As the following day unfolded, the lesson revealed itself to me. The meeting was coincidental, nothing more. The coyotes’ hunt location had nothing to do with our walk. The situation presented itself as a lesson to me. When my “safety” latch was removed, I didn’t know how to operate. I let my fear take over, and I know our dogs felt it.

Feeling is what launches energy into creation. We don’t have the luxury of succumbing to a feeling of fear. I know I have the ability to maintain presence and a sense of protection. It is indeed the only thing that will keep me safe. Neither locks on my doors nor pepper spray in my pockets work without the resonance itself. (Oh, and of course I need to learn how to operate the thing!)

What fears can you transform by shifting your feelings and thoughts? What safety latches are preventing you from examining the source of the fears that are overshadowing enjoyment of the things you love?

This post appeared originally on The Spirited Woman where Andrea is a weekly blogger. Enjoy it!


Each Moment May Come

by Andrea Chilcote

The following post appeared originally on The Spirited Woman where Andrea is a weekly blogger. This summer, followers of this blog will enjoy bi-weekly archived posts that have appeared on The Spirited Woman but never before on this site. 

I think I may be on to something.

Last week I wrote of my commitment to remain present in the moment and look only ahead. I am officially finished looking back over my life and analyzing small things and large, because doing so usually involves some form of regret, guilt or fear of recreating what I had never intended in the first place. Oh, perhaps it’s harmless and can even be helpful to look back over times of great accomplishment. But let’s be honest. Past successes are not usually the things we spend time obsessing over, and there can be danger in wistfully reminiscing about good times long gone.

So back to my big Aha. This new commitment to diligently managing my thoughts has led to a re-emergence of a twenty or so year pursuit, my quest to learn where we go when we die.

My first memory of research into the matter was in 1991. I made a trip to the public library and came home with a load of books on everything from Hinduism and reincarnation, to accounts of Near Death Experiences. I was fascinated by Raymond Moody’s classic true stories of NDEs and still find them captivating, just having finished Mary C. Neal M.D.’s To Heaven and Back and Proof of Heaven,  Eben Alexander III M.D.’s  riveting account.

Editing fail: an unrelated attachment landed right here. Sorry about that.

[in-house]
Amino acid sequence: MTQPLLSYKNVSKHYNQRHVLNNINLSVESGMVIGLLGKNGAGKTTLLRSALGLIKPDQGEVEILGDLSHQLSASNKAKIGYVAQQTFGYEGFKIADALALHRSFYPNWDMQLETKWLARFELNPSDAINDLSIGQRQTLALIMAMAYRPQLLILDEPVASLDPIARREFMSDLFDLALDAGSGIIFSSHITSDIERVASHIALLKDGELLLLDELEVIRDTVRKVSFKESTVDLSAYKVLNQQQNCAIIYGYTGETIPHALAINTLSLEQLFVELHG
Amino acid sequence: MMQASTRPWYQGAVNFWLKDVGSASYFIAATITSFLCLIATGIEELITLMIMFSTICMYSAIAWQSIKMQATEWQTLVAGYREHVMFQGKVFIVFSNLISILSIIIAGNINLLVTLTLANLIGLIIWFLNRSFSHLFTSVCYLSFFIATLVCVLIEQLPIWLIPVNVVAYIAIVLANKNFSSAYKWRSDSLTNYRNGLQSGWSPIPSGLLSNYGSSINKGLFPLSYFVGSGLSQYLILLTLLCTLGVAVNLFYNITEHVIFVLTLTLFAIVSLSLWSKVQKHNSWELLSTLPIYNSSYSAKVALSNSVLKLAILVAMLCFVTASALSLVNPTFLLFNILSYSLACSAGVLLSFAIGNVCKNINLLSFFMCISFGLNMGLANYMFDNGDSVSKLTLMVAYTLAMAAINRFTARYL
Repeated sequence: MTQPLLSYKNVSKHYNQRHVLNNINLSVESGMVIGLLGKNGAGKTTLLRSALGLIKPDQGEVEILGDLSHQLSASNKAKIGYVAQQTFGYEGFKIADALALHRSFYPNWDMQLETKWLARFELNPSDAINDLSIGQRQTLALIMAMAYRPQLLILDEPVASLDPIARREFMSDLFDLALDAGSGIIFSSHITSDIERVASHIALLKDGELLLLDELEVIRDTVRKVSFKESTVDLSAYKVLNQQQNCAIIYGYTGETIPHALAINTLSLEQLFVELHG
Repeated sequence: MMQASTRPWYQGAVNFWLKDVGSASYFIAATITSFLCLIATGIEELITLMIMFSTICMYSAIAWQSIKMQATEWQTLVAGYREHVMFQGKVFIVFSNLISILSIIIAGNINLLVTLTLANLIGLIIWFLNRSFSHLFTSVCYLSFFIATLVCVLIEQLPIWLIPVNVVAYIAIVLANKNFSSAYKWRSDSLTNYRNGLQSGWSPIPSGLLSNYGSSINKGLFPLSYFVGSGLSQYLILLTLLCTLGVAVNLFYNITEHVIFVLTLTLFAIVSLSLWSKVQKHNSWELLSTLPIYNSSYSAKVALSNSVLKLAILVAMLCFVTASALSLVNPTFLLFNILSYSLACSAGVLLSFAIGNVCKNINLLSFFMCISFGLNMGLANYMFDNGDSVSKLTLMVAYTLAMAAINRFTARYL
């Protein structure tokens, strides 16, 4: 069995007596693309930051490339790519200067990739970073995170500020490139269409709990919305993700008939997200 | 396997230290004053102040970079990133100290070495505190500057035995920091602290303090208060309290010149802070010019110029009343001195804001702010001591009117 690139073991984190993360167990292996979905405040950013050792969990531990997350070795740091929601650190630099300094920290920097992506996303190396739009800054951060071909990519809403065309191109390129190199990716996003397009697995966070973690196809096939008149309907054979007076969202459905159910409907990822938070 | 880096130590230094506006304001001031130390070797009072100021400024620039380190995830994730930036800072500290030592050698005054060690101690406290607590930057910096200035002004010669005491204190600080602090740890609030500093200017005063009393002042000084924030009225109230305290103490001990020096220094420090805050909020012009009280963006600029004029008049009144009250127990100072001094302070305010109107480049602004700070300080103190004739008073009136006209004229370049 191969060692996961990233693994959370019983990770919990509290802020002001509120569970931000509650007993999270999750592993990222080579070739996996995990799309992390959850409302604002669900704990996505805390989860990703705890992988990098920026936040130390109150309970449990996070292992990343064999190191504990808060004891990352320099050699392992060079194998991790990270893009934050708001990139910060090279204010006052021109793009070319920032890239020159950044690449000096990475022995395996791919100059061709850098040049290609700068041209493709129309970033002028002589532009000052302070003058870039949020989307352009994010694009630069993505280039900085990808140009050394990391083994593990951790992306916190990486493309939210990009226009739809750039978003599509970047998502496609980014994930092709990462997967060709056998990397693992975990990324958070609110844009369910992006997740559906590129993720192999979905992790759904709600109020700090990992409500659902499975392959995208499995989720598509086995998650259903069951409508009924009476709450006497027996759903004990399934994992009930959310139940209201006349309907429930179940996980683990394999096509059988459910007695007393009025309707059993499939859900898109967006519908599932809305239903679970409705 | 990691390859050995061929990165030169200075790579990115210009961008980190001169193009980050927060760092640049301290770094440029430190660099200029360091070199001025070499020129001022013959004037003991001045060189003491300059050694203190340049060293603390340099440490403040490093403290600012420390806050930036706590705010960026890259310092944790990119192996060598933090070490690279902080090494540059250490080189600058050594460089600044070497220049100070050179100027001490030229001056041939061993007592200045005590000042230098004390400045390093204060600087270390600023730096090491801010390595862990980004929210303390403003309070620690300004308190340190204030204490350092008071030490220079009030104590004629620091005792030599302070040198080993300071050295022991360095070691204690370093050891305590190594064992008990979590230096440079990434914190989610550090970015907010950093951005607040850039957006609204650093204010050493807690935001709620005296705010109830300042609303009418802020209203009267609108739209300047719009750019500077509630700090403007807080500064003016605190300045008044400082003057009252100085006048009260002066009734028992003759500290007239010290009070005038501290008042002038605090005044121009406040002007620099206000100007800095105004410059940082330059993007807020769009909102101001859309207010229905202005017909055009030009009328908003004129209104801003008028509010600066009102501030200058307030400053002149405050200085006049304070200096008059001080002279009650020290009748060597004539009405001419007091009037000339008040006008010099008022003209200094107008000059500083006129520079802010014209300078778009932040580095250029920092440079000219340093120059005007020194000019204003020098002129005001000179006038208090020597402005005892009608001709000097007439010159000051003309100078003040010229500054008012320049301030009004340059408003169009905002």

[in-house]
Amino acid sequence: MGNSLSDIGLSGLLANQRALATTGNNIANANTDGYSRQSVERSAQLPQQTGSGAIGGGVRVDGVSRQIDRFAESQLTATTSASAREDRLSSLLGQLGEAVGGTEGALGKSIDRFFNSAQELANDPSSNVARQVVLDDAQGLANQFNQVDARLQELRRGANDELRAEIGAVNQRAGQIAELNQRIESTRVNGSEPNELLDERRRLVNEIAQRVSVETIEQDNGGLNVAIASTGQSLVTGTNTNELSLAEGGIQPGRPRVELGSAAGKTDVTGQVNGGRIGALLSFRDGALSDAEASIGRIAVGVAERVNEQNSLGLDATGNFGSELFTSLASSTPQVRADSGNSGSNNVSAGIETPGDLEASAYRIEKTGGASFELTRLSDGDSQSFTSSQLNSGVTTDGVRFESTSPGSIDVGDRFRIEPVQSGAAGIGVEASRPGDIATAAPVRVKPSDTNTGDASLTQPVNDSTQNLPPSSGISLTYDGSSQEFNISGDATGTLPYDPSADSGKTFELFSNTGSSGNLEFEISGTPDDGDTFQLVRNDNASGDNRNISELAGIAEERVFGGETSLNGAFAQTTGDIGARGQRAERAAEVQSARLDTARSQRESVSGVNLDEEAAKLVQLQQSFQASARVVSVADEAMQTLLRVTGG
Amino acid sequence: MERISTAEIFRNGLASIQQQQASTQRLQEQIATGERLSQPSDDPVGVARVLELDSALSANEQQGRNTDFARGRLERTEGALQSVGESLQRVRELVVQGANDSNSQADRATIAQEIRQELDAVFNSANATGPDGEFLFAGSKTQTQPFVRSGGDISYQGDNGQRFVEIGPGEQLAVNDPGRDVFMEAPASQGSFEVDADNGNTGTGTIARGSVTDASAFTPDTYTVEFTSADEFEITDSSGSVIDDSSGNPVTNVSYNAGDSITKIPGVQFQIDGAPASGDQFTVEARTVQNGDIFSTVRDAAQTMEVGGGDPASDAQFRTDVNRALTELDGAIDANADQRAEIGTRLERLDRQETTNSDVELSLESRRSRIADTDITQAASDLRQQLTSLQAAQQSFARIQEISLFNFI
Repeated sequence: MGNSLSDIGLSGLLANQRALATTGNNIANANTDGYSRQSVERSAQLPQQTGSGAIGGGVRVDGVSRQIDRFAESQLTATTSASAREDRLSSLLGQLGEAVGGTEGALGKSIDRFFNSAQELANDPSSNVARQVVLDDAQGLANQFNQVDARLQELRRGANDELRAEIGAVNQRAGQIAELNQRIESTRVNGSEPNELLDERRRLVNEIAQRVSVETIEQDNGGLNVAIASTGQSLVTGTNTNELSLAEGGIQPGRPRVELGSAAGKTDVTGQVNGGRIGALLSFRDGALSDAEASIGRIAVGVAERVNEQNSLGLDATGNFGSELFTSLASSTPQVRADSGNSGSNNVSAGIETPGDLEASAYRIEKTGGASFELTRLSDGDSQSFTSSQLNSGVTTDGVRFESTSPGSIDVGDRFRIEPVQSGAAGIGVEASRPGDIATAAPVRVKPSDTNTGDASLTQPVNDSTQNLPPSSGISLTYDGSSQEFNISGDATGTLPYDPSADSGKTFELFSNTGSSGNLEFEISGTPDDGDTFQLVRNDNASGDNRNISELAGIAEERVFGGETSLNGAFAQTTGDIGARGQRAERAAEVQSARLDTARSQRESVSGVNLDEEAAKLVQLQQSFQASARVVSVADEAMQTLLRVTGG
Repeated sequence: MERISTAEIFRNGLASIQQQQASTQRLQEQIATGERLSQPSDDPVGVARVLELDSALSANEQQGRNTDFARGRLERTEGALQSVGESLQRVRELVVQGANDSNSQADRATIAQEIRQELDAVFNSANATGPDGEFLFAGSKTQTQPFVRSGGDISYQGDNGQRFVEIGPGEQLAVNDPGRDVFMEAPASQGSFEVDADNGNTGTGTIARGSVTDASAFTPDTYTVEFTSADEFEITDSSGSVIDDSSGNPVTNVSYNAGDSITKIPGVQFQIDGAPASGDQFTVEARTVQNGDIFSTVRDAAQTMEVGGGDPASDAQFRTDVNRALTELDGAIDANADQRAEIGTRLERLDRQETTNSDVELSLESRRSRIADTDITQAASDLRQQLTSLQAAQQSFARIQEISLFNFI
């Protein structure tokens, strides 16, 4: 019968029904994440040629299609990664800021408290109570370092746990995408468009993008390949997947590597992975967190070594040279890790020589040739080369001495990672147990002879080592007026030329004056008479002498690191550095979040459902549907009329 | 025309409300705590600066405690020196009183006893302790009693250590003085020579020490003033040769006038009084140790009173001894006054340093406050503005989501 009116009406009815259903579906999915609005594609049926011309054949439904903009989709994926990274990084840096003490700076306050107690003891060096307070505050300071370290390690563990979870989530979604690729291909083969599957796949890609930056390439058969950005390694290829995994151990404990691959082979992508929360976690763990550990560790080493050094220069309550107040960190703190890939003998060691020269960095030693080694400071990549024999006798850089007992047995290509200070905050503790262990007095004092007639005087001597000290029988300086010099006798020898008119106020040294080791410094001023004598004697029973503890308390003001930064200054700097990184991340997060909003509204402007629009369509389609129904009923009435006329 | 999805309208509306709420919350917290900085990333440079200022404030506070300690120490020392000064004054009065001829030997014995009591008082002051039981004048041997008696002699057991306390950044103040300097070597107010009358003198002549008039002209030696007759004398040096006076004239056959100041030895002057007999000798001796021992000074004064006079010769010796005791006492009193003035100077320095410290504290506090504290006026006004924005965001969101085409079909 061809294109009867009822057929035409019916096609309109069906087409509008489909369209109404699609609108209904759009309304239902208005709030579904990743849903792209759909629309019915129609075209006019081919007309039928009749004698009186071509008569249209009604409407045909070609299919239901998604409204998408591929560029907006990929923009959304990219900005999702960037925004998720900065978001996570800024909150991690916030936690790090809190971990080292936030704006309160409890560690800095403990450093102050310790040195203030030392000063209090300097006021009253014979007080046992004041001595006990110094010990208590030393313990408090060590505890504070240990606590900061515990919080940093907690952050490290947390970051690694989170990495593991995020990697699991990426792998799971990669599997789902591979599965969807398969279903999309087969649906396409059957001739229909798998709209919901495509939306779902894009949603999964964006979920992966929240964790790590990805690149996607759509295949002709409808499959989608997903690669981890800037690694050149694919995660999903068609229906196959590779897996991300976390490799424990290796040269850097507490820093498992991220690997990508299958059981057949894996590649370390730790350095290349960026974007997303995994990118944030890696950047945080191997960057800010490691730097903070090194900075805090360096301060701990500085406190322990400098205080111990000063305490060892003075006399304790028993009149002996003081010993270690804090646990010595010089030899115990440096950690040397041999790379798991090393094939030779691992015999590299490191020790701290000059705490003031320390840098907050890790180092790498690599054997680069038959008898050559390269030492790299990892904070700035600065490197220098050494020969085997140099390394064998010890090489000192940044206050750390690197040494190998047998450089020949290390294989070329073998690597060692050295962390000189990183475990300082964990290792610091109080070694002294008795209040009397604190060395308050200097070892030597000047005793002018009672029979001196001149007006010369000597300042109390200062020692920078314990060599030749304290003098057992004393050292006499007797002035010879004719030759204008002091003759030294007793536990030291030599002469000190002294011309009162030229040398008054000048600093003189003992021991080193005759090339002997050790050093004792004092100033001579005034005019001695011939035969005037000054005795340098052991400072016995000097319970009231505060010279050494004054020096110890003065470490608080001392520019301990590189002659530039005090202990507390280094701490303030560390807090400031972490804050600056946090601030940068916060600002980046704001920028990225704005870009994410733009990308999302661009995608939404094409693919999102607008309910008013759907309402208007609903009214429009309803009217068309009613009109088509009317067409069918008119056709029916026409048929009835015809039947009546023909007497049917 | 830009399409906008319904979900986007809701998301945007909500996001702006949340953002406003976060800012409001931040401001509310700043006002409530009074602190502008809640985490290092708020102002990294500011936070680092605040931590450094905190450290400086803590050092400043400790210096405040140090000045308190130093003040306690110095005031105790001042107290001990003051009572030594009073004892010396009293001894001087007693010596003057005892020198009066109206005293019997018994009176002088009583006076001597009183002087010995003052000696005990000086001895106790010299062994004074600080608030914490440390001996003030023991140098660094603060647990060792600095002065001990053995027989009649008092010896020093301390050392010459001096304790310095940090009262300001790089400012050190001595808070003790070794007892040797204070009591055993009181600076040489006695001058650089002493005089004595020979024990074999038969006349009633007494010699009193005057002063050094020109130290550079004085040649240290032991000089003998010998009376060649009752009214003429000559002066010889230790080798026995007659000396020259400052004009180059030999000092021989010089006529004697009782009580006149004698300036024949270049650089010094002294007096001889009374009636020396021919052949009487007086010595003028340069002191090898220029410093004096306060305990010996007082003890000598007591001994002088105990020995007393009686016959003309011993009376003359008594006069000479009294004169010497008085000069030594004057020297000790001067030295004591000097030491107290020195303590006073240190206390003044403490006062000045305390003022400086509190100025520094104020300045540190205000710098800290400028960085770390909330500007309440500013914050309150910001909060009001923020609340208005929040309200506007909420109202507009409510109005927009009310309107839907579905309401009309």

While raised in a Christian tradition, it’s concept of heaven and hell never resonated with me. And, no one I read about who came back after near death spoke of hell. They spoke of only love and light.

During my early searching period, I saw a film that very closely depicted my belief system. “What Dreams May Come,” starring Robin Williams, was about as close as it gets to defining what I believed happens when we die. So one day several months ago, I rented the movie and watched it again.

Somehow, I had forgotten about the “hell” scene. Briefly, the main character Chris, played by Williams, died tragically. Following a deep depression brought on her husband’s and children’s’ accidental deaths (for which she blamed herself), his wife and soul mate Annie committed suicide. In the movie, Chris went to heaven and Annie to hell. Of course, Hollywood uses drama to sell movies, and in fact in the movie Annie got a “do over,” because the great love she shared with Chris prevailed. Still, I could not abide this portrayal. What was this hell to which she went and nearly remained?

I asked my friend to watch the 1998 movie and tell me what I had missed. She did, and caught a simple line that made all the difference. It helped me understand, in a powerful way, why looking back is the fuel of suffering, plain and simple.

“Good people end up in hell because they can’t forgive themselves.” Chris’ “tour guide” in heaven offered this piece of wisdom in an effort to explain that Annie’s profound feelings of guilt were what kept her stuck there.

Aha! Hell is where we go here on earth when we can’t forgive ourselves. I don’t know about you, but guilt and regret feel very hellish.

I love the fact that the movie ends with Chris and Annie being reborn into a new life together. What if we too could have a “do over?”

We can. Each and every moment.